A response to this piece written by Genevieve Neilson can be found here.
Abstract:With a fear of impairing its national interests from being provocative toward others, a country is obligated to deal with international relations with caution in the current world. The novel concept of “a new type of great power relationship” between the United States and China is a product of such an era. Even though the notion was first introduced by China to unleash itself from existing Western-led international agendas, the United States can proactively frame it in its favor by creating a framework of “constructive engagement,” in which cooperation and conflict management are emphasized, thereby preparing the two nations for an extensive political and economic partnership in the long run.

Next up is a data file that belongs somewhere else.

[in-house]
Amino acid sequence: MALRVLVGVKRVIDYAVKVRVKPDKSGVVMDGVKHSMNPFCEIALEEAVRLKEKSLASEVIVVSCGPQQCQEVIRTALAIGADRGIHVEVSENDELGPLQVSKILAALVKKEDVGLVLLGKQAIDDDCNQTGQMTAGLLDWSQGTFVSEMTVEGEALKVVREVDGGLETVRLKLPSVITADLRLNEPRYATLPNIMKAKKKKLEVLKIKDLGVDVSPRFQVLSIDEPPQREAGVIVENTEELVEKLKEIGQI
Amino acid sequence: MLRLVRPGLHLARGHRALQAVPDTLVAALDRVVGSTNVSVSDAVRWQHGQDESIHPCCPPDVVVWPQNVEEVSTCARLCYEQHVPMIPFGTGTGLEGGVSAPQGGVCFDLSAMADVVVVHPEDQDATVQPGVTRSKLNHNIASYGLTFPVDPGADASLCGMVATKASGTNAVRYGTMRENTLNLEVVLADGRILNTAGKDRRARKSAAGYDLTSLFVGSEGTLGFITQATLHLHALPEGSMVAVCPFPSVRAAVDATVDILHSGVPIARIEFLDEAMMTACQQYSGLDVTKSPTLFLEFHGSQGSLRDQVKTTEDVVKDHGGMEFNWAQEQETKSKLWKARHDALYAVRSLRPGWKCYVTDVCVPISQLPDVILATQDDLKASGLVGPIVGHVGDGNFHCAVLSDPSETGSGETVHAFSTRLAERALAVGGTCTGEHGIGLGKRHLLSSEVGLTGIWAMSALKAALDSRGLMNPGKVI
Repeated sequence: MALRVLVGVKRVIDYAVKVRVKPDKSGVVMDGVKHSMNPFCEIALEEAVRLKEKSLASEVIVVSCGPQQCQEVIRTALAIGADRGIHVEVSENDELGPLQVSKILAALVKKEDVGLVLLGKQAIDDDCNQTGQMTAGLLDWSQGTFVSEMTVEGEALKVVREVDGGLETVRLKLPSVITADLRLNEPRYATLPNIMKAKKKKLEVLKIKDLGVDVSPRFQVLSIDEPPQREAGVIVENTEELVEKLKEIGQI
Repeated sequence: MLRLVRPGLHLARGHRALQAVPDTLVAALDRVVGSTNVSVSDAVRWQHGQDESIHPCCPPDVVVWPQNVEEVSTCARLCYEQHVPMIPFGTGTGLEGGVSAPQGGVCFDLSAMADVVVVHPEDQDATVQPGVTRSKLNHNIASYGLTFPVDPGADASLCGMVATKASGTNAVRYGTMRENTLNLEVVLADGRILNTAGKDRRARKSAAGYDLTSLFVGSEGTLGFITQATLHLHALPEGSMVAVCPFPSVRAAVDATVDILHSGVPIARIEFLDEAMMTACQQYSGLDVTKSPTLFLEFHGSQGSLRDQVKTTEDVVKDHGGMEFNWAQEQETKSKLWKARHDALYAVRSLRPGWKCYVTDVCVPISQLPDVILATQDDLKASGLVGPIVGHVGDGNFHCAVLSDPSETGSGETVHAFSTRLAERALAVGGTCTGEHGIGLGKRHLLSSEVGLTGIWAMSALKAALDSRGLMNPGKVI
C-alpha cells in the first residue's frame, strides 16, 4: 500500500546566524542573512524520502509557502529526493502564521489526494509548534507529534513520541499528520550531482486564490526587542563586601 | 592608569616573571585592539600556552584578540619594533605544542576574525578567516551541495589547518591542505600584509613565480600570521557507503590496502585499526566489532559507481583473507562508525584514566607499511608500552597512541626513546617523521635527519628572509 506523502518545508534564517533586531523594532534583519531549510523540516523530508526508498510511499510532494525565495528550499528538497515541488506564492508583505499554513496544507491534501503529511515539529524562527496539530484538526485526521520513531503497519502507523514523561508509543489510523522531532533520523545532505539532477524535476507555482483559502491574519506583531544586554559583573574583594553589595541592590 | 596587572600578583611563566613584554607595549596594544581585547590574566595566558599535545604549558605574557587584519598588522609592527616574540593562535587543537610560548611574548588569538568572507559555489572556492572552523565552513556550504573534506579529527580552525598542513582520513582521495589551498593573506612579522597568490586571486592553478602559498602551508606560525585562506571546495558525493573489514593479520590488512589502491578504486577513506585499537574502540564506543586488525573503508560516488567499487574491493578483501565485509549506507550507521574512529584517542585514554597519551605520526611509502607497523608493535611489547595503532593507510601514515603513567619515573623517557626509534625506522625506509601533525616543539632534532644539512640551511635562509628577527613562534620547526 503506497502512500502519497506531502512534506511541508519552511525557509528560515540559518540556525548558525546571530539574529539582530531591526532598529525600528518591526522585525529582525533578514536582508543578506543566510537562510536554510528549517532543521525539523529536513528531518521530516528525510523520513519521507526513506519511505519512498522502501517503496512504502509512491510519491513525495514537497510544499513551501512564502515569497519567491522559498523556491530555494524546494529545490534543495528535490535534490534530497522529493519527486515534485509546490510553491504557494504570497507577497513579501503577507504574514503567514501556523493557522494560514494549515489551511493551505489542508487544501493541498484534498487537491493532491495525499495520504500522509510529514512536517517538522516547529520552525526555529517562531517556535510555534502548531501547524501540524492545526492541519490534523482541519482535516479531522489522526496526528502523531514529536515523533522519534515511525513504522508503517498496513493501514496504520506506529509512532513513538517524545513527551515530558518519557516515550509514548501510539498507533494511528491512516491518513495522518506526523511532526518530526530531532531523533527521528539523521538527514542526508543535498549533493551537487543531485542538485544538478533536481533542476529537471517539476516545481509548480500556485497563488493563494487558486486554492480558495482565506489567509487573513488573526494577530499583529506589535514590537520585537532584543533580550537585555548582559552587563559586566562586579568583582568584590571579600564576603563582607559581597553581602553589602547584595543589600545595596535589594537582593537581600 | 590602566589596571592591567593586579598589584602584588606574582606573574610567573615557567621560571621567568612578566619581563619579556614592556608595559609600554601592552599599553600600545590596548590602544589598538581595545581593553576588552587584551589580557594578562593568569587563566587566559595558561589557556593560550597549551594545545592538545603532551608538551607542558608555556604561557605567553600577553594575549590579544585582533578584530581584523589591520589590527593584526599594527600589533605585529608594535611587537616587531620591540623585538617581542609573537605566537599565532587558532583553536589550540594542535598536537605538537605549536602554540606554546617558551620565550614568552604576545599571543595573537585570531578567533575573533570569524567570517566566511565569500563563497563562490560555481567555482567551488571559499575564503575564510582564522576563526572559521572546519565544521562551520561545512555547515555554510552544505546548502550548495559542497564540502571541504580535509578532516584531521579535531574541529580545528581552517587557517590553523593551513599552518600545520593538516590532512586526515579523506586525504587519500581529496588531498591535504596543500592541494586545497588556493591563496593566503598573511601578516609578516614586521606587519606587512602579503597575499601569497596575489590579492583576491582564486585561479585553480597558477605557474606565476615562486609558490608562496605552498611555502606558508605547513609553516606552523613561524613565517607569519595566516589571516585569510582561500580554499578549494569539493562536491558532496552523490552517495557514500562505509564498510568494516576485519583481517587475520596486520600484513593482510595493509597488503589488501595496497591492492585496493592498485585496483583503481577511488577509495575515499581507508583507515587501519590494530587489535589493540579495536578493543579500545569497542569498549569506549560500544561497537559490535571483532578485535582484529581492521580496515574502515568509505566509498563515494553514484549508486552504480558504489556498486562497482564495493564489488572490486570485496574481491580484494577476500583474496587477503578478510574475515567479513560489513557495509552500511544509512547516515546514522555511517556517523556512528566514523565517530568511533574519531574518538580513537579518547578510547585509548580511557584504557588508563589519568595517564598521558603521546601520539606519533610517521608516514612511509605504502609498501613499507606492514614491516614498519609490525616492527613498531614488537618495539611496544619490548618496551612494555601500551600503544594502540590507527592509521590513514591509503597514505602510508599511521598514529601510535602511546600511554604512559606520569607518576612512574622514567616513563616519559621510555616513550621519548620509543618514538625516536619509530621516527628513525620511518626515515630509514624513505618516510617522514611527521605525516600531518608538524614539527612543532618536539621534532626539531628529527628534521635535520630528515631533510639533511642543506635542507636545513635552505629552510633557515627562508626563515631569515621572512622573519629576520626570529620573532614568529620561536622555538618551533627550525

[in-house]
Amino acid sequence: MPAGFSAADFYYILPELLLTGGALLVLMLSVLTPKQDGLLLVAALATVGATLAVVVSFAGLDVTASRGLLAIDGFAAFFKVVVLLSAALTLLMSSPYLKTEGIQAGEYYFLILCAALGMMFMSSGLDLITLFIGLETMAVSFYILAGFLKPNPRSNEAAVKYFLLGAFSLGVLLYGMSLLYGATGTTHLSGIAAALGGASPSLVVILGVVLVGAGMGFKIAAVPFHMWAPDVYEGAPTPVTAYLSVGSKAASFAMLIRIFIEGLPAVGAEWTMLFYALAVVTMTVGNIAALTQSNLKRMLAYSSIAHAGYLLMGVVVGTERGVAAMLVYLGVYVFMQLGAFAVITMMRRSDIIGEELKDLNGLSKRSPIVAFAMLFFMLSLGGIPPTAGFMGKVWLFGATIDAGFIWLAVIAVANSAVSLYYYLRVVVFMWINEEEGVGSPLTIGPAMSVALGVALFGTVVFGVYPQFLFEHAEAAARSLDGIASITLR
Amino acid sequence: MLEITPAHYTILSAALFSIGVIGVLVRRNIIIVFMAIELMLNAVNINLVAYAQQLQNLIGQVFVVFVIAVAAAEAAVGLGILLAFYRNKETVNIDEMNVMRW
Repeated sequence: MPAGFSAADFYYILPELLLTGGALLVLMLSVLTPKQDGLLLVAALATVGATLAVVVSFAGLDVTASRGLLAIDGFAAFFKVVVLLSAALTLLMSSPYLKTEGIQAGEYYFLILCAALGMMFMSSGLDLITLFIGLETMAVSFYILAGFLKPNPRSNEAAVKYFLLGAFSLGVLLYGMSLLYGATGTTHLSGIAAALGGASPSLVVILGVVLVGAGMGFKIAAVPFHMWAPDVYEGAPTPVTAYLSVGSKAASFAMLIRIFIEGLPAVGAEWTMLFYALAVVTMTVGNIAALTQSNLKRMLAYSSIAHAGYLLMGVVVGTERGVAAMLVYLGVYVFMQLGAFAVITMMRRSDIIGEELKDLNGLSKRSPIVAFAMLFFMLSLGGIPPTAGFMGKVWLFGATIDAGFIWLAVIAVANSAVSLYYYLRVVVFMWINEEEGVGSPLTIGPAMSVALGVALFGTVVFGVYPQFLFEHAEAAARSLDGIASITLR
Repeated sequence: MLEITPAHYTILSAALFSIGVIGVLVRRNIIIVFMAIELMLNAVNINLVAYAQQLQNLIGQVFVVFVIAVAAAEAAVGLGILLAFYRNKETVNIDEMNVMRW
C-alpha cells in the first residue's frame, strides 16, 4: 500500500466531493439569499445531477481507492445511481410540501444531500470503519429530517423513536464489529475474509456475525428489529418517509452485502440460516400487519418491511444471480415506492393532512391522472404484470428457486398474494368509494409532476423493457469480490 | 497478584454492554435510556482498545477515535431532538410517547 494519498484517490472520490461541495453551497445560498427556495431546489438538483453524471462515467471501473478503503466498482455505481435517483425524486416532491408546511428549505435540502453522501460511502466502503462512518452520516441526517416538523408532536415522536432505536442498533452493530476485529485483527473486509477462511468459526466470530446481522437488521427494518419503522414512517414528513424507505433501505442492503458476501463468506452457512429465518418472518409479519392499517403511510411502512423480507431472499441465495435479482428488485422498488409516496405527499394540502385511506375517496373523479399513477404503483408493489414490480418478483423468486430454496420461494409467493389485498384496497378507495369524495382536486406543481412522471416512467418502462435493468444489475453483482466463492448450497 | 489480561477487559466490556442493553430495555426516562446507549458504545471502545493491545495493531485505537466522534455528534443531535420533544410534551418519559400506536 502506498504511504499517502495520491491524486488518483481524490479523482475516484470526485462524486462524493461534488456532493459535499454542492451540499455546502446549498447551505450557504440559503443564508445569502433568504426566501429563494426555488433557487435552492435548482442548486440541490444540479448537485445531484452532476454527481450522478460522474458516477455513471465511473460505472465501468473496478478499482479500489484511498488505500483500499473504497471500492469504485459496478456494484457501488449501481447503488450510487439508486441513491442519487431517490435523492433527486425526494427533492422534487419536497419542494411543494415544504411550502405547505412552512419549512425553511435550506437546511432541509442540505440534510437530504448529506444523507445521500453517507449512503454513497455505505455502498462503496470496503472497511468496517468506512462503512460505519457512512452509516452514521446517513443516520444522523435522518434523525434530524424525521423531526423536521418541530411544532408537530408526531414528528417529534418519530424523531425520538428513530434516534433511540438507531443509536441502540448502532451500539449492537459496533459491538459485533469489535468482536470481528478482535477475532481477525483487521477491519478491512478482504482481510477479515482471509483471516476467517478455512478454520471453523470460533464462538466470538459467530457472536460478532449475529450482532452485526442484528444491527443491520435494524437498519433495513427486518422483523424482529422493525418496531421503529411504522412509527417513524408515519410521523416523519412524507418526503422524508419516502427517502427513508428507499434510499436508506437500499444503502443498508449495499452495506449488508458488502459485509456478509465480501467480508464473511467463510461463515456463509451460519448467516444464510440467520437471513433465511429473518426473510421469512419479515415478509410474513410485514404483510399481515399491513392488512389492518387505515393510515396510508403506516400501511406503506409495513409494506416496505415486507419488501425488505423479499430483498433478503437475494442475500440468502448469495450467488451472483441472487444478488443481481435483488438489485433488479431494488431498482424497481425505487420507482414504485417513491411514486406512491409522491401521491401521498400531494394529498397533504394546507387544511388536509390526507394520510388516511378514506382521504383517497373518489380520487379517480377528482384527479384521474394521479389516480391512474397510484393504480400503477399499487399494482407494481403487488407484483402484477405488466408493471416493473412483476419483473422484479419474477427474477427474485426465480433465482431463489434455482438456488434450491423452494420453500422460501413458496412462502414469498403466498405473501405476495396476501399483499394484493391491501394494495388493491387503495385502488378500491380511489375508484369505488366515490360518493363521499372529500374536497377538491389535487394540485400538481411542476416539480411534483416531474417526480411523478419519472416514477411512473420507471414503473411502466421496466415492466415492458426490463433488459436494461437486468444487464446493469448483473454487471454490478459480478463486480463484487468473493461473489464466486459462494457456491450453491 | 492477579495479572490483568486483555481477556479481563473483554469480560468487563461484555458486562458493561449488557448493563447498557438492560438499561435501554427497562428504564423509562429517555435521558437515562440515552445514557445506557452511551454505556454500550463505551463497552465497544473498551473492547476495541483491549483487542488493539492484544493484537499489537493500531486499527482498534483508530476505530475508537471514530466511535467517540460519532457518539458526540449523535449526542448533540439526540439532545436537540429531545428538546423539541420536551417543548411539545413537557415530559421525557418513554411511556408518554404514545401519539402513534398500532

About the Author:Emily S. Chen is the 2014-2015 Silas Palmer Fellow and a graduate student in East Asian Studies at Stanford University with a focus on international relations. Her research interests and publications revolve around China’s foreign relations and fall into four categories: Sino- Japanese relations, Sino-American relations, cross-Taiwan Strait relations, and U.S. foreign policy towards Northeast Asia. Her writings have been featured in CSIS’s PacNet Newsletter, The National Interest, The Diplomat, Stimson Spotlight, East Asia Forum, Stanford International Policy Review, and China Hands.
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